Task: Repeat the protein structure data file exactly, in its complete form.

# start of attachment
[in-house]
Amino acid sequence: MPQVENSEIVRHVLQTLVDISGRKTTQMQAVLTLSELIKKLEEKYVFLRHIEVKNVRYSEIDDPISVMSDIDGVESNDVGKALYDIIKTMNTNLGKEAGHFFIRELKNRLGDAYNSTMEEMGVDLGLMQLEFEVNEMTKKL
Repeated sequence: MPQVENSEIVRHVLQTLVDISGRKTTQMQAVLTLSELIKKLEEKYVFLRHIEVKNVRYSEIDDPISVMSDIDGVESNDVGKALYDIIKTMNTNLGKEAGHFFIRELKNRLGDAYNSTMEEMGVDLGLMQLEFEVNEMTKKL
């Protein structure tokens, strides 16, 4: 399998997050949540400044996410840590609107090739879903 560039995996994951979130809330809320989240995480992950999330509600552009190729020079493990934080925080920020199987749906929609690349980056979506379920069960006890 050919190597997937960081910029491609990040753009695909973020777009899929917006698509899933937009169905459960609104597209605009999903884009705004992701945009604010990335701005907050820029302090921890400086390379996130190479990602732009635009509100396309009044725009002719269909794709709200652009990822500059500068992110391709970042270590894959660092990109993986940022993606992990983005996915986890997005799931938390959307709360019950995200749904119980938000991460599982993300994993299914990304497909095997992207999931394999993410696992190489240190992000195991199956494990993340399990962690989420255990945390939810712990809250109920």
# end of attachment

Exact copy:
[in-house]
Amino acid sequence: MPQVENSEIVRHVLQTLVDISGRKTTQMQAVLTLSELIKKLEEKYVFLRHIEVKNVRYSEIDDPISVMSDIDGVESNDVGKALYDIIKTMNTNLGKEAGHFFIRELKNRLGDAYNSTMEEMGVDLGLMQLEFEVNEMTKKL
Repeated sequence: MPQVENSEIVRHVLQTLVDISGRKTTQMQAVLTLSELIKKLEEKYVFLRHIEVKNVRYSEIDDPISVMSDIDGVESNDVGKALYDIIKTMNTNLGKEAGHFFIRELKNRLGDAYNSTMEEMGVDLGLMQLEFEVNEMTKKL
């Protein structure tokens, strides 16, 4: 399998997050949540400044996410840590609107090739879903 560039995996994951979130809330809320989240995480992950999330509600552009190729020079493990934080925080920020199987749906929609690349980056979506379920069960006890 050919190597997937960081910029491609990040753009695909973020777009899929917006698509899933937009169905459960609104597209605009999903884009705004992701945009604010990335701005907050820029302090921890400086390379996130190479990602732009635009509100396309009044725009002719269909794709709200652009990822500059500068992110391709970042270590894959660092990109993986940022993606992990983005996915986890997005799931938390959307709360019950995200749904119980938000991460599982993300994993299914990304497909095997992207999931394999993410696992190489240190992000195991199956494990993340399990962690989420255990945390939810712990809250109920």